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Day 51: Rio de Janeiro

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With Priscilla Ann Goslin, author of How to be a Carioca. I ask her how Cariocans cope with rain. 'They evaporate from the street,' she tells me.
Michael Palin - BrazilIt's always hard to get under the skin of a big city. Beneath a spurious unity lurks a hotbed of contradictions. The citizens of Rio call themselves Cariocans, from the Tupi-Guarani Indian words carry, meaning 'white man', and oca, meaning 'home'. And yet half the population of Rio is black. Whatever the contradictions, one thing that Cariocans, like New Yorkers or Parisians, do agree about is that they are the centre of the world. They are specially blessed to live here. What makes those who live in Niterói, the city on the other side of Guanabara Bay, the luckiest people in the world? They wake up every day with a view of Rio.

To learn more about a city it's sometimes more instructive to look at how they see others rather than how they see themselves. In the same way that the Brazilians hate the Argentines, so the Cariocans hate the Paulistas, the people from São Paulo. In a handy, and very funny, manual called How to be a Carioca a Paulista is defined as 'Very sallow-skinned, always seen in business attire speaking Portuguese with an irritating accent. Paulistas tend to address each other with the term "O meu" ['Hey dude'].' Mineiros are similarly dispatched. 'Locals from the state of Minas Gerais. Males are known for doing away with their wives to save their honour.'

The author of such damning stuff is actually American. She's called Priscilla Ann Goslin, and she's made her home in Rio for more than thirty-eight years. Like a true Cariocan, she is wedded to the beach, pounding the sand every morning with her dog in tow. Today, however, the wind howls and the rain slants almost horizontally from the south-east so, instead of joining her on a run as I'd hoped to do, I end up sitting opposite her in a café in Leblon. She's slim, blonde, wears no make-up and looks a lot younger than her sixty-two years.

I ask her how Cariocans cope with the rain. 'They cancel everything,' she says firmly. 'They evaporate from the street.'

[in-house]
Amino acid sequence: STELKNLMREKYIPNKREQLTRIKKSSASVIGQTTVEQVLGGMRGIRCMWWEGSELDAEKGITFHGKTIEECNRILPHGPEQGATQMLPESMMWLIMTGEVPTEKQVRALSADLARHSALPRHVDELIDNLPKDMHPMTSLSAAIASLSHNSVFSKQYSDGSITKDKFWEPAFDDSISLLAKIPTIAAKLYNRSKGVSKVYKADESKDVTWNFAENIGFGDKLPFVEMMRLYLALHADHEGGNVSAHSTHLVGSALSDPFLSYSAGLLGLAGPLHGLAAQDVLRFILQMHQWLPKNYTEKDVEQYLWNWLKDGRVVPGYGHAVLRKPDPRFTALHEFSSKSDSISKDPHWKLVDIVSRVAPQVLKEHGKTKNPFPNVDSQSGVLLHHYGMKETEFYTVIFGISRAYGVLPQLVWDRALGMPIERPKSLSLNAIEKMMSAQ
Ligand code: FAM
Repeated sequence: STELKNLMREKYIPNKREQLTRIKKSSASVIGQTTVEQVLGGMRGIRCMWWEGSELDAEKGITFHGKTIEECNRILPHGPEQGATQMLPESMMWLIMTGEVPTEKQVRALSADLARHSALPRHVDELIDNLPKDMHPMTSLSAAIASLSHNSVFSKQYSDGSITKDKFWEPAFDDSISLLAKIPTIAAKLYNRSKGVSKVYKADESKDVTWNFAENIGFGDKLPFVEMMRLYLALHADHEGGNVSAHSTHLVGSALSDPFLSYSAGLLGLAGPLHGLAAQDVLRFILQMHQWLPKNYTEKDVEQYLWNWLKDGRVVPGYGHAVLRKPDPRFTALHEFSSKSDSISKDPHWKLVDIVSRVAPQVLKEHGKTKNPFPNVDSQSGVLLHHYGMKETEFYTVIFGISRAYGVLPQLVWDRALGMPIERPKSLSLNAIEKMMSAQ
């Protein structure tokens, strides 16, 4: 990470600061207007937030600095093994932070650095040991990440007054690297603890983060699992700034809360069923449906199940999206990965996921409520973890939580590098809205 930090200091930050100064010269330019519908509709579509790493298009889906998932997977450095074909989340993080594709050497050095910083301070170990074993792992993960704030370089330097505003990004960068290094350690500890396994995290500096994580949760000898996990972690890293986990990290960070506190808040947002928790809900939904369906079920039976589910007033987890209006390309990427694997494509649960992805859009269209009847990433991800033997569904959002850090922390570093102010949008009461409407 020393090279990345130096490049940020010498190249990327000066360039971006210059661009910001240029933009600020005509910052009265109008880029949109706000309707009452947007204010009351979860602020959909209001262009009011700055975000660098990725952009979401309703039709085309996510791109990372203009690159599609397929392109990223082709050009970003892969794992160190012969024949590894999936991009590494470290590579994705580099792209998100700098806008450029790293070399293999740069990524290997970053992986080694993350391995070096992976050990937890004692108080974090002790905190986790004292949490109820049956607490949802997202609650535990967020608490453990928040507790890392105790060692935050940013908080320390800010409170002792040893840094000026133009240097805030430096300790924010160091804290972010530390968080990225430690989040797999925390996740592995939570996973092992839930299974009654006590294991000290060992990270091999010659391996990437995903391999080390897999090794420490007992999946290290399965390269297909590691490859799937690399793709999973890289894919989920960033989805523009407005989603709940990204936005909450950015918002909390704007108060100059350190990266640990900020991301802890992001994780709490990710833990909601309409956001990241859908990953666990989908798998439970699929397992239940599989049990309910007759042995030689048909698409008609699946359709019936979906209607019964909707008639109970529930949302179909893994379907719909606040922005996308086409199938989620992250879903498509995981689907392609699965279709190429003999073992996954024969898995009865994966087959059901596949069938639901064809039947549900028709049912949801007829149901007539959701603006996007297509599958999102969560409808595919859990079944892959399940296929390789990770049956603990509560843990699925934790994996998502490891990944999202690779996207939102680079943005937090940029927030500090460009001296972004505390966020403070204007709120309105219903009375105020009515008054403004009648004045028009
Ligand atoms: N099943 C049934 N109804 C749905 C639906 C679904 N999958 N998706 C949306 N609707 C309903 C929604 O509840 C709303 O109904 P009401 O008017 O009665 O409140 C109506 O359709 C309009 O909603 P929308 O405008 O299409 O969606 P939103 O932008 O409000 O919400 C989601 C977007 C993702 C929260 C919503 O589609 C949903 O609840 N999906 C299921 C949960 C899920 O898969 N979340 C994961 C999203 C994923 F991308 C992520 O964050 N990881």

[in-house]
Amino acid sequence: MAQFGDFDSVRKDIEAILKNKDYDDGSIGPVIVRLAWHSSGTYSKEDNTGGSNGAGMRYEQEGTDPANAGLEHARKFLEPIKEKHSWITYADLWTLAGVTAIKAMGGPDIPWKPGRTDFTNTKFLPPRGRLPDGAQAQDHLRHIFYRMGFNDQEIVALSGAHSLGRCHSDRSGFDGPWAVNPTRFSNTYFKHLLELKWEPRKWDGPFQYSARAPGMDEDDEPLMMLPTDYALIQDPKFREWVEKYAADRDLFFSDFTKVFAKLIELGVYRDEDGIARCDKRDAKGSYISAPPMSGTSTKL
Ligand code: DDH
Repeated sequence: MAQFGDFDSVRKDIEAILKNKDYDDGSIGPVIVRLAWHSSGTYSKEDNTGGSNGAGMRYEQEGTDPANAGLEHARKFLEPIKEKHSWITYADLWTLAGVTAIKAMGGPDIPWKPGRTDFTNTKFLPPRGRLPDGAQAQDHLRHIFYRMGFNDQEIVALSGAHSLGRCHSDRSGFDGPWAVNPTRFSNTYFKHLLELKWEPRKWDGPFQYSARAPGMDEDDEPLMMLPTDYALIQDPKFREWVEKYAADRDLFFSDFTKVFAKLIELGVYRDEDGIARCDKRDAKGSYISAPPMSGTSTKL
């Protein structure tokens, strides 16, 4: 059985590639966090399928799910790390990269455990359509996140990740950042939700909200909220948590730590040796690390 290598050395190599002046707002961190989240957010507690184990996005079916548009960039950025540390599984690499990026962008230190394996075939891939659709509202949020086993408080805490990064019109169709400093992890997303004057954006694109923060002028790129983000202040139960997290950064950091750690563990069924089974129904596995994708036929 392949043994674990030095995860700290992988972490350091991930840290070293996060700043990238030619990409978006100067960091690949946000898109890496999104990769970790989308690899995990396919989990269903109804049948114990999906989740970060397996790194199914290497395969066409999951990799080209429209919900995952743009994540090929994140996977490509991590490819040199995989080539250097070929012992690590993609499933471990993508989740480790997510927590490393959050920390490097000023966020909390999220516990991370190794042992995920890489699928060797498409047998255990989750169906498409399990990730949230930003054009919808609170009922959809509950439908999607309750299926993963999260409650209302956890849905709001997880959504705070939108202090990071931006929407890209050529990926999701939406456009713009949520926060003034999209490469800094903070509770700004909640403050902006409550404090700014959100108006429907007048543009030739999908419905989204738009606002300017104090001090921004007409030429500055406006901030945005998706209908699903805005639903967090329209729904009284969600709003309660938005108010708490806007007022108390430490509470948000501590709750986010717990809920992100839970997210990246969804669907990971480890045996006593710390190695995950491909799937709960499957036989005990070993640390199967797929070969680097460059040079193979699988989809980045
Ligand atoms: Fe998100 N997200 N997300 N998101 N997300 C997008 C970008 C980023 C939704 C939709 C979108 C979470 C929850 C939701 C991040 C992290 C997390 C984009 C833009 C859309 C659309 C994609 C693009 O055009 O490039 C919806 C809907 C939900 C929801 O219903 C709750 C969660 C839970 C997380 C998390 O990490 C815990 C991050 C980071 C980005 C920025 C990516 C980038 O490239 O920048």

I look around and she's right. We're only a few blocks from Ipanema Beach and any other day the streets would be filled with shoppers, diners, drinkers and young men with surfboards. Today the tables are empty, and rain patters on the sunshades.

Priscilla thinks this is symptomatic of something deeper in the Cariocan psyche.

'They don't like bad news. They want to be happy.' She quotes as an example the radio traffic stations. 'The reports never say the traffic is bad. It's always "complicated".'

There's a line she picks out from one of her favourite Brazilian songs. 'It goes, "Don't be afraid, and don't be ashamed to be happy". They're serious people, but they're not afraid of the superficial.'

That's Brazilian, she adds, not just Cariocan. We talk about the Brazilian economy, bounding along like a happy dog whilst ours just lies in the kennel. She's known the years when Brazil was synonymous with inflation and currencies came and went and so she welcomes the stability. But there is the looming problem of personal debt. The middle classes are spending fifty percent of their income just making repayments. She fears the economic bubble will burst.

The gulf between rich and poor is starkly apparent in Rio. Priscilla and I are sitting in a street in Ipanema, probably some of the richest real estate in the city, but overlooking us from the heights behind is the favela of Morro do Cantagalo. I ask how middle-class Cariocans deal with this constant reminder of the yawning social gap.

'They only see what they want to see,' she says. 'If it's bad, they just don't notice it.'
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  • Series: Brazil
  • Chapter: Day 51: Rio de Janeiro
  • Country/sea: Brazil
  • Place: Rio de Janeiro
  • Book page no: 210

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